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Sermon: Fire on the Mountain. February 23, 2020

February 24, 2020

This sermon was preached at Grace Lutheran Church, River Forest, IL, on Transfiguration Sunday. The gospel text was Matthew 17:1-9.

Sisters and brothers in Christ, grace be unto you and peace in the name of God the Father and our Lord and Savior, Jesus Christ. Amen.

  1. As you may have noticed, superheroes are a big deal these days. Just last year, Avengers: Endgame became the highest grossing movie in history at the worldwide box office while Joaquin Phoenix took home an Academy Award for his portrayal of the Joker. These characters have infiltrated our home, too, through storybooks and movies. Part of the charm of these stories for children, and perhaps adults, too, is that the heroes usually have dual identities – one who wears tightly-fitting spandex while fighting bad guys, the other who maintains a normal life. The tension in the story often involves the interplay between secrecy and revelation, but the plot is usually simple enough. The everyday person sees evil unfolding, quickly throws on a mask and a cape, and joins the fray without anyone learning who they are. Just this week, I overheard Erika reading a book about Batgirl to Torsten, and I learned what the other characters in the book seemed not to know: Her real identity is Barbara Gordon. I’m sorry if I just ruined spoiled the Batgirl storyline for you; my bad. Anyway, the secret identity trope predates modern comic books, of course, with ample examples in mythology and literature. Why? Well, it makes for good storytelling. But there’s more to it than that, I think. Perhaps we like to imagine ordinary people being more; perhaps we ourselves yearn to become extraordinary.
  2. It is through this lens that we might misread the Transfiguration and, perhaps, Jesus himself. On the surface, what seems to be happening today is that Jesus, having kept his identity secret thus far, takes his closest friends up the mountain so that they can see a heavenly light show and get a glimpse of who he really is. And what a glorious scene it is! Dazzling light, a radiant face, Moses and Elijah and a voice from heaven, too. We might make the mistake of thinking that Jesus is telling Peter, James, and John who he really Sure, he normally looks like mild mannered, everyday Jesus of Nazareth, but he’s really Jesus the Super Christ. And goodness, doesn’t that sound good? A dazzling hero come to put the forces of evil to rout. Bam! Pow! Bamf! Is this what’s happening?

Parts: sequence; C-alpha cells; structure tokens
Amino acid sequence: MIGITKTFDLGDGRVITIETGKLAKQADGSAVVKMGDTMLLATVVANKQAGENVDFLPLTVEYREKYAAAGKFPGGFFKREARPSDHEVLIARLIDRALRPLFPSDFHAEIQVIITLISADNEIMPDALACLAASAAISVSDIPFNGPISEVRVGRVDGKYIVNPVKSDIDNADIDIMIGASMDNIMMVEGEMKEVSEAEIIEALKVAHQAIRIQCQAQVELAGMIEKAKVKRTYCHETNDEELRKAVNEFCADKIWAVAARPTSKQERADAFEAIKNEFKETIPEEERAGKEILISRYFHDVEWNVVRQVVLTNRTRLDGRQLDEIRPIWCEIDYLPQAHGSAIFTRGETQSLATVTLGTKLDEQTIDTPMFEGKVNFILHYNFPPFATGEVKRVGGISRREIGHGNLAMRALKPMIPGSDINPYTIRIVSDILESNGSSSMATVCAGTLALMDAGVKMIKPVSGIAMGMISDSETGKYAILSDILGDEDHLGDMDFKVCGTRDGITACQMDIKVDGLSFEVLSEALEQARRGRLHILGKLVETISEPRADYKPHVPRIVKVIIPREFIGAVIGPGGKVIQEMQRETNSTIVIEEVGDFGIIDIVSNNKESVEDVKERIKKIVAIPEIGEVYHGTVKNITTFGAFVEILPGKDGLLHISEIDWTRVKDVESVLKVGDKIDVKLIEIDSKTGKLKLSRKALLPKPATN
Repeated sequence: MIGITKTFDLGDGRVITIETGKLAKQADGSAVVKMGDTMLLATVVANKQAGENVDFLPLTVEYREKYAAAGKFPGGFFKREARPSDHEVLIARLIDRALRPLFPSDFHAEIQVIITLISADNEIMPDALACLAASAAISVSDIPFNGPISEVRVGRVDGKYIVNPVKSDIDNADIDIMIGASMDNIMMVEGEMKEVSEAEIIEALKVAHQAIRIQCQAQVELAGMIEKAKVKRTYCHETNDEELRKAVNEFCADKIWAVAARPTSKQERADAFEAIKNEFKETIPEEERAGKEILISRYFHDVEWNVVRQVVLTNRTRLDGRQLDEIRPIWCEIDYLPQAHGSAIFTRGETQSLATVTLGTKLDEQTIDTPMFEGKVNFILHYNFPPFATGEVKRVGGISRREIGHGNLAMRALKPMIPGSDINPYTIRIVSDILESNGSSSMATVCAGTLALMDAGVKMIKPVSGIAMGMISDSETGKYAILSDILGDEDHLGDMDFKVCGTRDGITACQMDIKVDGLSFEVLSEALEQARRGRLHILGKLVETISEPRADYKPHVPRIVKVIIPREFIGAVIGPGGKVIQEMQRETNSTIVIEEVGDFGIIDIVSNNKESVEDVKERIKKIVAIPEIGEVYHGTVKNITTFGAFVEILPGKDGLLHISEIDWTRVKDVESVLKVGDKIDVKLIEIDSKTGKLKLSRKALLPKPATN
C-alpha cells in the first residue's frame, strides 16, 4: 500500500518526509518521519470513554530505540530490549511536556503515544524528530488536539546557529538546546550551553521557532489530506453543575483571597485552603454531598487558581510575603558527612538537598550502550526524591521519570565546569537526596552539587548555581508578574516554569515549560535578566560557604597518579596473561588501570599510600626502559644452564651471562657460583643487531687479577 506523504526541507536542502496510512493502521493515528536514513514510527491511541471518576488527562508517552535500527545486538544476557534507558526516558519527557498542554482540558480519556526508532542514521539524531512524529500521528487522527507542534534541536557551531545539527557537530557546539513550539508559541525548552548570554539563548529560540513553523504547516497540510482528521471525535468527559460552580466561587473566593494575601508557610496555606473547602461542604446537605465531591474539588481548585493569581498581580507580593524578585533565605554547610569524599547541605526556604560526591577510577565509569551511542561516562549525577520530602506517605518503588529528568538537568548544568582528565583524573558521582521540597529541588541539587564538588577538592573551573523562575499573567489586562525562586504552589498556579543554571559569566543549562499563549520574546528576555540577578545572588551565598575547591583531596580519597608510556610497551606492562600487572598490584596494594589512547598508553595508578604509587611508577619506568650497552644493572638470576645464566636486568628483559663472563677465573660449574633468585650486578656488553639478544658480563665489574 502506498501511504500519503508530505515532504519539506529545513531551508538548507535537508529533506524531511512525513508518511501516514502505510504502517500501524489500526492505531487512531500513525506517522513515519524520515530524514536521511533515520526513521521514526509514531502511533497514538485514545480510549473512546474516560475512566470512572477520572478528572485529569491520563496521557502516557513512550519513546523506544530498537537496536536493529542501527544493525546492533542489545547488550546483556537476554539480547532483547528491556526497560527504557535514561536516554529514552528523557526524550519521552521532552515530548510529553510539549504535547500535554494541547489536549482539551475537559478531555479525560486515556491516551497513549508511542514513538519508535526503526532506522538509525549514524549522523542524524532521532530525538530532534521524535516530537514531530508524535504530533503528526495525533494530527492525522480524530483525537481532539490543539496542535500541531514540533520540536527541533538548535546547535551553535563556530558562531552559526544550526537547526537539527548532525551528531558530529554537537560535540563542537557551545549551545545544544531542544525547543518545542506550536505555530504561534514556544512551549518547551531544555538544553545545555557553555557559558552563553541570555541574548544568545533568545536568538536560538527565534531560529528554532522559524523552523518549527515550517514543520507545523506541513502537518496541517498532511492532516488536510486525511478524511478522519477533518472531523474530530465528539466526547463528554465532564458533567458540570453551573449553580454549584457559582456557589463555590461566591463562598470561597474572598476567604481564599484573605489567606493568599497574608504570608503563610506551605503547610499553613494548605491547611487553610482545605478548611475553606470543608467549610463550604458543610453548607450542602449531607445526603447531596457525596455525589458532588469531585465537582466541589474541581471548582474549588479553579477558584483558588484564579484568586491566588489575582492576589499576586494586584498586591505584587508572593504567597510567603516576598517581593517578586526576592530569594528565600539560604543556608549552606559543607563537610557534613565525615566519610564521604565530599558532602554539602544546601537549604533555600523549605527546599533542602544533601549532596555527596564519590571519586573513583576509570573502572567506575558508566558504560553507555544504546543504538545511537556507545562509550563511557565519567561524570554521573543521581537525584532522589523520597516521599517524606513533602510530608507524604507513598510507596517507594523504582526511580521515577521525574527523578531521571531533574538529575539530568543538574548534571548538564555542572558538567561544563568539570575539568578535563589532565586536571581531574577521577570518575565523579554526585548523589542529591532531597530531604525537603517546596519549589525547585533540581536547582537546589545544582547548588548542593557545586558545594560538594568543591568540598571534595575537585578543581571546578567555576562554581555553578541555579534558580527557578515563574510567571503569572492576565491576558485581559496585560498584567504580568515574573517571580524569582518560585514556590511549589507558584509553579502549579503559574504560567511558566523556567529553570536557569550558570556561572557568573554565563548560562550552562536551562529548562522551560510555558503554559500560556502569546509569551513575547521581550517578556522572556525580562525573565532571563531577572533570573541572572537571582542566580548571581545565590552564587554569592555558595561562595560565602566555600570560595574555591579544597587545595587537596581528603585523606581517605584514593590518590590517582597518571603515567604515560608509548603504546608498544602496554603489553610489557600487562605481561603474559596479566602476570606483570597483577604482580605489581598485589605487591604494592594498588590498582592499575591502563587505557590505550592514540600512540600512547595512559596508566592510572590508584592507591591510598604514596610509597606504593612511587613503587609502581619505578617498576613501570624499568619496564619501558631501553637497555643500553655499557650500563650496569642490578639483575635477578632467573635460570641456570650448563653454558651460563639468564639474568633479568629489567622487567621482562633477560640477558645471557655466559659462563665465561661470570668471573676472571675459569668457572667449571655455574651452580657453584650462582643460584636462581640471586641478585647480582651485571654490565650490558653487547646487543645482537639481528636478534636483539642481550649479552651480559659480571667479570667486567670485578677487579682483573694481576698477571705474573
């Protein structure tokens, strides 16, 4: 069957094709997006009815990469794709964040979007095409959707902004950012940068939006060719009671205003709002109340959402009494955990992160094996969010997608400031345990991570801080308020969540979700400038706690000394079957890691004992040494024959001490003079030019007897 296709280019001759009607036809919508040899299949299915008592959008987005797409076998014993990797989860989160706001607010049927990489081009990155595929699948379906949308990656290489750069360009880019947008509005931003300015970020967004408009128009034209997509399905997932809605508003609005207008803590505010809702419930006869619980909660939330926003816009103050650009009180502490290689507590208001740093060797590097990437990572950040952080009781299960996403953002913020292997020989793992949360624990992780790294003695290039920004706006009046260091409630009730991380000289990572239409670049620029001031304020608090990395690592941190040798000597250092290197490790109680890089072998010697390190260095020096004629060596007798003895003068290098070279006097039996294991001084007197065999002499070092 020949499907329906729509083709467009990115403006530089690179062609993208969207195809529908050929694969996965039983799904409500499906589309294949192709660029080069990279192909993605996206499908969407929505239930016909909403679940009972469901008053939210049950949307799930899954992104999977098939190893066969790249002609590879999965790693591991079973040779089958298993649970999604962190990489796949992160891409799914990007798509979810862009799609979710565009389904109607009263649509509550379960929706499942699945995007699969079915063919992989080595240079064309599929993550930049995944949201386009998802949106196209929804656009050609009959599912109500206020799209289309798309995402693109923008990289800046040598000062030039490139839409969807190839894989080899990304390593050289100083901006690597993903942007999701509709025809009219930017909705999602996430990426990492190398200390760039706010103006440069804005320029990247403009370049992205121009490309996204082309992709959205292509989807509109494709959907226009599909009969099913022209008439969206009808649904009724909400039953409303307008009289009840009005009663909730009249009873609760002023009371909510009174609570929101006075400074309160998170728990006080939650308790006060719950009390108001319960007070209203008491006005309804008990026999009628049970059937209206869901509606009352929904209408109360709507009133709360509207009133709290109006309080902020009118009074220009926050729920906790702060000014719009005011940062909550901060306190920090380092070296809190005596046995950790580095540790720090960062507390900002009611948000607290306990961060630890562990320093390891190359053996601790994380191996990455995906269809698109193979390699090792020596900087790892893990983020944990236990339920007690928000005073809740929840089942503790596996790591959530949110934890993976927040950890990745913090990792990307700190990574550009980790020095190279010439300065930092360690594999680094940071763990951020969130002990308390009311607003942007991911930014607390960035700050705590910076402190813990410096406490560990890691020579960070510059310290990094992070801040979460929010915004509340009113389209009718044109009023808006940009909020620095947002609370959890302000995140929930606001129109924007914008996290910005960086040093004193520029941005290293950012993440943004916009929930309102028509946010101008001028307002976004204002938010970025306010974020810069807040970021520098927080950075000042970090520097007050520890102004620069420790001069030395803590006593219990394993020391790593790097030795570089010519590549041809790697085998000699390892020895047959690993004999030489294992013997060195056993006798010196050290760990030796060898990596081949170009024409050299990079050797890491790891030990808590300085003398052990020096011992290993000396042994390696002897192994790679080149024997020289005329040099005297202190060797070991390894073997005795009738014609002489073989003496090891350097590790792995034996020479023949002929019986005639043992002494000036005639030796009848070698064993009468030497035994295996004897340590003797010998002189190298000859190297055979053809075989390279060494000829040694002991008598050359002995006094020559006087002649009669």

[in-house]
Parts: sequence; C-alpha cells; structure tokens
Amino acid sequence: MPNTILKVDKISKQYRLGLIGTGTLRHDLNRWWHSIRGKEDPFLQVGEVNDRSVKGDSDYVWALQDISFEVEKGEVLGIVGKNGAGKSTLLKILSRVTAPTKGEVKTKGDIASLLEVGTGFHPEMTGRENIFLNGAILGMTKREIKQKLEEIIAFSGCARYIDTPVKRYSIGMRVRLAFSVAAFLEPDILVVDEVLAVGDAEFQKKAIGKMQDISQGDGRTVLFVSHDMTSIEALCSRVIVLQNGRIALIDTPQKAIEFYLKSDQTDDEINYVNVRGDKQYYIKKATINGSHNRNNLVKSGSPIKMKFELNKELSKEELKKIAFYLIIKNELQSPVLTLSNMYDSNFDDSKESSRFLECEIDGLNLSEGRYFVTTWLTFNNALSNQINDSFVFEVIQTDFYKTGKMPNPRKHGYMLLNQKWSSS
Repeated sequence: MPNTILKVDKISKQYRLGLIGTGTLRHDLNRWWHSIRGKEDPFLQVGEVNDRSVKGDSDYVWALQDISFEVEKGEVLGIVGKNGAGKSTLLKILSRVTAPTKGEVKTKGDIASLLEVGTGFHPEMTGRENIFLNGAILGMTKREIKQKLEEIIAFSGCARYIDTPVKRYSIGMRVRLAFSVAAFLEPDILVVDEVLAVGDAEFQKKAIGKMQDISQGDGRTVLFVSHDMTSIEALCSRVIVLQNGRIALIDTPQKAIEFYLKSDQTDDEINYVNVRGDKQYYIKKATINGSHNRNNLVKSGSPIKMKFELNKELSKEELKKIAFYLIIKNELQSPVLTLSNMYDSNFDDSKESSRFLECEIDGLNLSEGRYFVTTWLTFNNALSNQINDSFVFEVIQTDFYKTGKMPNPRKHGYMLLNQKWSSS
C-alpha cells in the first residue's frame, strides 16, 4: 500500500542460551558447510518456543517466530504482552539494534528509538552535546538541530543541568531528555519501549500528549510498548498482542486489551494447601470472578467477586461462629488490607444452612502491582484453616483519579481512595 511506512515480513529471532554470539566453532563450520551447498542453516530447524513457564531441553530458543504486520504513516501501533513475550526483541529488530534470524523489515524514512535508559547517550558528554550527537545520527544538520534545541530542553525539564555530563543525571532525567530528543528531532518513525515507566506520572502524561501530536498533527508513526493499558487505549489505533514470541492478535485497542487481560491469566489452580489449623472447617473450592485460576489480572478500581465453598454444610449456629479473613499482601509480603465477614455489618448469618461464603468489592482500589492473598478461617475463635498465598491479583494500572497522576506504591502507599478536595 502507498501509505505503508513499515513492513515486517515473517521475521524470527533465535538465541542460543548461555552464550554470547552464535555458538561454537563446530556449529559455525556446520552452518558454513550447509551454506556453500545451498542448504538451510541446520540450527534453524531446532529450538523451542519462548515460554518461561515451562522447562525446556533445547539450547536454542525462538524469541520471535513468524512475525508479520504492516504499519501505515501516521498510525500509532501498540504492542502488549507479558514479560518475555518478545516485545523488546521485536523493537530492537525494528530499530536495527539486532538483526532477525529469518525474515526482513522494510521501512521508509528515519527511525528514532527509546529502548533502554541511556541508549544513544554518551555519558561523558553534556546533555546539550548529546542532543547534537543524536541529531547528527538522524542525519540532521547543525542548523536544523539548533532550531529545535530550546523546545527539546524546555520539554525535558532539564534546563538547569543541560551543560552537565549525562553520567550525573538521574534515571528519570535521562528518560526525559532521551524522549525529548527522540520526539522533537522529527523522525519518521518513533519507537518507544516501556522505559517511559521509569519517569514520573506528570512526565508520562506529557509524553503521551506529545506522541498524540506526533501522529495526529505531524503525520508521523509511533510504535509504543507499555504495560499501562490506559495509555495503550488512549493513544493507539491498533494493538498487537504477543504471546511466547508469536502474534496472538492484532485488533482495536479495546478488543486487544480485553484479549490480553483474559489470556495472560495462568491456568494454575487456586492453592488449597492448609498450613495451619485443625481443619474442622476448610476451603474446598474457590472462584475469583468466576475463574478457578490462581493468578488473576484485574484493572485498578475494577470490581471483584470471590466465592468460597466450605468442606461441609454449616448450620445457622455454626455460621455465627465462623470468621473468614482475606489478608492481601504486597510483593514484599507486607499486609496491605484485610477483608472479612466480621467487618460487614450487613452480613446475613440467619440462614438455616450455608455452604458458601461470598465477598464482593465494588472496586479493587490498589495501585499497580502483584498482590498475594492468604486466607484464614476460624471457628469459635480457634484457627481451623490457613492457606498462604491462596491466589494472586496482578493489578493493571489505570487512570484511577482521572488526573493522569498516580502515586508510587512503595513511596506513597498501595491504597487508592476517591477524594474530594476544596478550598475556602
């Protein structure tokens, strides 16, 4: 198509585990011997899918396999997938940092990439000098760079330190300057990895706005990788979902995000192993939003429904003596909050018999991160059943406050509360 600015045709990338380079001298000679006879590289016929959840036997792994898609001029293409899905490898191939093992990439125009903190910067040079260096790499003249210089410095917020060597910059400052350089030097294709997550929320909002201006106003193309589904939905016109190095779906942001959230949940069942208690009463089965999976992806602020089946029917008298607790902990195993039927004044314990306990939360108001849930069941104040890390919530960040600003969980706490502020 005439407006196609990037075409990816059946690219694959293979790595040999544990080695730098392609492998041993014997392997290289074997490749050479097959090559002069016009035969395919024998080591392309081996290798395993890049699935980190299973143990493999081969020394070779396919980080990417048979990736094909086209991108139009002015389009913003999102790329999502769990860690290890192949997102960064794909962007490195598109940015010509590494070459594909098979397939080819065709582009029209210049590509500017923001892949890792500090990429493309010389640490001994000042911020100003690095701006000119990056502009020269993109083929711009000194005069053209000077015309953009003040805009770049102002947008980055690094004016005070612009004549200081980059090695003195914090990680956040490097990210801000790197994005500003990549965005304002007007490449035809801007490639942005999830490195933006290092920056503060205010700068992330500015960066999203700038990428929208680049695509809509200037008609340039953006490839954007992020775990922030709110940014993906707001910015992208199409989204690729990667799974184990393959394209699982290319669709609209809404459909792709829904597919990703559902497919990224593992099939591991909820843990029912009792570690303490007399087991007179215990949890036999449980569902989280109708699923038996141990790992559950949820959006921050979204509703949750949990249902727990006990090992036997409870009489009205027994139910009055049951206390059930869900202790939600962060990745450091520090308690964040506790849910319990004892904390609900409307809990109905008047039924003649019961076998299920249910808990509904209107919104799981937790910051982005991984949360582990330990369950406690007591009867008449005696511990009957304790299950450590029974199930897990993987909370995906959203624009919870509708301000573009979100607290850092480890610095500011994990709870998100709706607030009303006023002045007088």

3. Robert Farrar Capon writes: “The true paradigm of the ordinary American view of Jesus is Superman: ‘Faster than a speeding bullet, more powerful than a locomotive, able to leap tall buildings in a single bound! It’s Superman! Strange visitor from another planet who came to earth with powers and abilities far beyond those of mortal men, and who, disguised as Clark Kent, mild-mannered reporter for a great metropolitan newspaper, fights a never-ending batter for truth, justice, and the American way.’ If that isn’t popular Christology,” Capon continues, “I’ll eat my hat. Jesus – gentle, meek and mild, but with secret, souped-up, more-than-human insides – bumbles around for thirty-three years, nearly gets himself done in for good by the Kryptonite Kross, but at the last minute, struggles into the phone booth of the Empty Tome, changes into his Easter suit and with a single bound, leaps back up to the planet Heaven.”
  4. I think Father Capon hits the nail on the head here. We love heroes who are more than they appear, who almost lose but always triumph. To get a Jesus like this, however, we have to ignore the Jesus we find in scripture. Jesus was transfigured not to show his friends a cape beneath a carpenter’s robe but for entirely different purposes. A clue lies in three words that were lopped off the beginning of Matthew 17: “Six days later.” That’s when Jesus went up the mountain. Six days later than what, you ask? After Peter’s confession that Jesus was the Messiah, and after Jesus telling Peter and the others what being the true Messiah meant: that Jesus would go to Jerusalem, be killed and then raised. Peter wants nothing to do with this; Peter wants a superhero. But that’s not what the world needs. Shortly after the Transfiguration, Jesus is at it again, talking about betrayal and death. Not near death, or almost death, or something that looked like death. Just death. And at the end of our passage today, we hear Jesus telling his friends not to tell anyone what they had seen up on the mountain. Why?